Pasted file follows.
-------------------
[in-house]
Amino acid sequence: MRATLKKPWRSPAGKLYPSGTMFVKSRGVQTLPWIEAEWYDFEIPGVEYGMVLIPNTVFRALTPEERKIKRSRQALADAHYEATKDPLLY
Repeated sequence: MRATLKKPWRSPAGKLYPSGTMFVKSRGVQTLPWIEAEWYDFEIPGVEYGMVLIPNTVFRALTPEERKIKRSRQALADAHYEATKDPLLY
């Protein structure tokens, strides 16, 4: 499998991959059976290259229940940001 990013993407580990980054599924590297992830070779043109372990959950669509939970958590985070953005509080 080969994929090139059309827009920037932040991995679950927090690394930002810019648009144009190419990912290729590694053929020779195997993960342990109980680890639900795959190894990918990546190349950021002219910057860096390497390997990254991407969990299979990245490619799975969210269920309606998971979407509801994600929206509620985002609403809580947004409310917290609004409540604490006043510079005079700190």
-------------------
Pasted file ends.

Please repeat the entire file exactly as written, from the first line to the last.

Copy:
[in-house]
Amino acid sequence: MRATLKKPWRSPAGKLYPSGTMFVKSRGVQTLPWIEAEWYDFEIPGVEYGMVLIPNTVFRALTPEERKIKRSRQALADAHYEATKDPLLY
Repeated sequence: MRATLKKPWRSPAGKLYPSGTMFVKSRGVQTLPWIEAEWYDFEIPGVEYGMVLIPNTVFRALTPEERKIKRSRQALADAHYEATKDPLLY
């Protein structure tokens, strides 16, 4: 499998991959059976290259229940940001 990013993407580990980054599924590297992830070779043109372990959950669509939970958590985070953005509080 080969994929090139059309827009920037932040991995679950927090690394930002810019648009144009190419990912290729590694053929020779195997993960342990109980680890639900795959190894990918990546190349950021002219910057860096390497390997990254991407969990299979990245490619799975969210269920309606998971979407509801994600929206509620985002609403809580947004409310917290609004409540604490006043510079005079700190």